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Court of Appeal clarifies occupiers' liability in recent judgement

  • Legal Development 04 February 2022 04 February 2022
  • UK & Europe

  • Casualty claims

The Court of Appeal handed down judgment on 17 January 2022 in a case arising from a fatal car accident in 2017.

The facts of the case

Mrs Brown was driving her car on the road running along the south of Stithians Reservoir in Cornwall. Shortly after rounding a sweeping left hand bend, she lost control of the car which left the road and crashed through a chain link fence into the water of the reservoir.

A claim was commenced against the two occupiers of the reservoir and Cornwall Council, the highway authority.

The first instance decision

BLM represented one of the occupiers of the reservoir. Both occupiers claimed Mrs Brown was a trespasser, to whom the Occupiers Liability Act 1984 applied. There was no danger due to the state of the premises or to things done or omitted to be done on them as required by S 1(1) of the 1984 Act and Mrs Brown was not therefore owed a duty of care. All three Defendants successfully applied to strike out the claim.

The Claimant appealed, arguing that the danger was the existence of the water, which posed a real risk of injury to anyone who came upon it. Of note, the Claimant sought to distinguish Tomlinson v Congleton Borough Council [2003] by arguing that Tomlinson made a free choice to dive into the lake, unlike Mrs Brown who was an inadvertent trespasser, having not intended to leave the road and enter the reservoir. The Claimant argued these were triable issues and the claims should not have been struck out.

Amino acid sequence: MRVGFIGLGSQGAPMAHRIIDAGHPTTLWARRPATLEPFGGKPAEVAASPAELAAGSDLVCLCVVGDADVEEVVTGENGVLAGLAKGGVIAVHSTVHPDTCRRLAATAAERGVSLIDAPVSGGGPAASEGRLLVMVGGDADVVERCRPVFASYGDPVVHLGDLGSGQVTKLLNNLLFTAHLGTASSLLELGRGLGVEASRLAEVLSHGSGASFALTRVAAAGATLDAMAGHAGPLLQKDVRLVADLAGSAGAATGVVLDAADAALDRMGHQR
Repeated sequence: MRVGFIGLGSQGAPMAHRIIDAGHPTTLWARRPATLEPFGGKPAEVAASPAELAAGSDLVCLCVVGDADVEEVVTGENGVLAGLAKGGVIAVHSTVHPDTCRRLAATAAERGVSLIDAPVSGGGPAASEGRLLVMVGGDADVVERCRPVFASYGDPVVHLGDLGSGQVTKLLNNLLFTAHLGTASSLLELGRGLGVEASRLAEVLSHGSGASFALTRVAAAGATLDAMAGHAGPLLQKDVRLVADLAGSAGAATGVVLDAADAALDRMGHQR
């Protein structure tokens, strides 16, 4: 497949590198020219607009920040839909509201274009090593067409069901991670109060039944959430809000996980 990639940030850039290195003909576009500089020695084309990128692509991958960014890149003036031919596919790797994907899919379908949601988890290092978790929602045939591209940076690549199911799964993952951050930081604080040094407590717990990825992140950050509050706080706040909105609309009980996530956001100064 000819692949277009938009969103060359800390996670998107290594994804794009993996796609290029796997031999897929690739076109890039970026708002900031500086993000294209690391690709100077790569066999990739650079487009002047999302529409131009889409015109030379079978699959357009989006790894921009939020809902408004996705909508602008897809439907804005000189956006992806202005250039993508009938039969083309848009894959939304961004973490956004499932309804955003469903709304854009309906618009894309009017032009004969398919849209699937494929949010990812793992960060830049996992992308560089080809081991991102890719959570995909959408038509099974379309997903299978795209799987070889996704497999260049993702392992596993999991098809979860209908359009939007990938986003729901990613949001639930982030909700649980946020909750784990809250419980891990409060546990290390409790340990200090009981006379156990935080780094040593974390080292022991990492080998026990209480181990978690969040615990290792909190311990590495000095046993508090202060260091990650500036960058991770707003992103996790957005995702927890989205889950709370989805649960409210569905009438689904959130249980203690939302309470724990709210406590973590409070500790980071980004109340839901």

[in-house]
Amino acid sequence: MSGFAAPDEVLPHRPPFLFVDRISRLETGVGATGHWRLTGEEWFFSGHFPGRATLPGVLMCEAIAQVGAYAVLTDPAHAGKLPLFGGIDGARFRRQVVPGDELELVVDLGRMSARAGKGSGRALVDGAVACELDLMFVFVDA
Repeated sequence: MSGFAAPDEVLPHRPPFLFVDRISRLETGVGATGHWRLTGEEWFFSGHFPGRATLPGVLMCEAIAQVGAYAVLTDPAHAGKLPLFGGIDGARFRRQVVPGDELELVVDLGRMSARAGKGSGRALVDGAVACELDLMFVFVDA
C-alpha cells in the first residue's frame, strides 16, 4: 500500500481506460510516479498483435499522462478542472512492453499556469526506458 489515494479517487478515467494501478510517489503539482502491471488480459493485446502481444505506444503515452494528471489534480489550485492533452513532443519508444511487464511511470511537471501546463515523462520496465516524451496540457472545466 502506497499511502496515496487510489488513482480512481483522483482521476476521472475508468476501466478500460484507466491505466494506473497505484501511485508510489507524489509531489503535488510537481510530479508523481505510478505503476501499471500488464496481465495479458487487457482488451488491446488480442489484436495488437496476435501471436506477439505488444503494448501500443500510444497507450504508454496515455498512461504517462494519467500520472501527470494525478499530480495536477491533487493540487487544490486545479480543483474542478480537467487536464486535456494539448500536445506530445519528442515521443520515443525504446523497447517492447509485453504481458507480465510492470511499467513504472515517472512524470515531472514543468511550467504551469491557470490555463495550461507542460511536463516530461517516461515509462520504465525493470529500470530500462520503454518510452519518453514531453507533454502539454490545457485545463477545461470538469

Court of Appeal decision

The Court of Appeal dismissed the appeal against the two occupiers and upheld the striking out of the claim. They agreed with the occupiers that the danger arose as the car had left the highway, not due to the “state” of the reservoir. Plus, even if the danger had arisen from the state of the premises, it was not one against which the occupiers could reasonably have been expected to protect Mrs Brown. There was, as Dingemans LJ said, “nothing in the duties of those occupying properties bordering the highway which extends to preventing drivers on the highway from driving off the highway on to their land.”

The appeal in respect of the Highway Authority was successful, with the claimant allowed to proceed with the case on limited allegations involving the acuteness of the bend.

This is a tragic case which provides further helpful clarification on the Occupiers Liability Act 1984 for occupiers of land adjacent to highways, where there is a risk that a highway user could leave the highway inadvertently.

It should be noted that the Clamant seeks Permission to appeal to the Supreme Court.

Clyde & Co Partner Sharon MacArthur-Powell and Julian Horne of St John’s Chambers represented the 2nd Defendant.

The link to the judgment is here.


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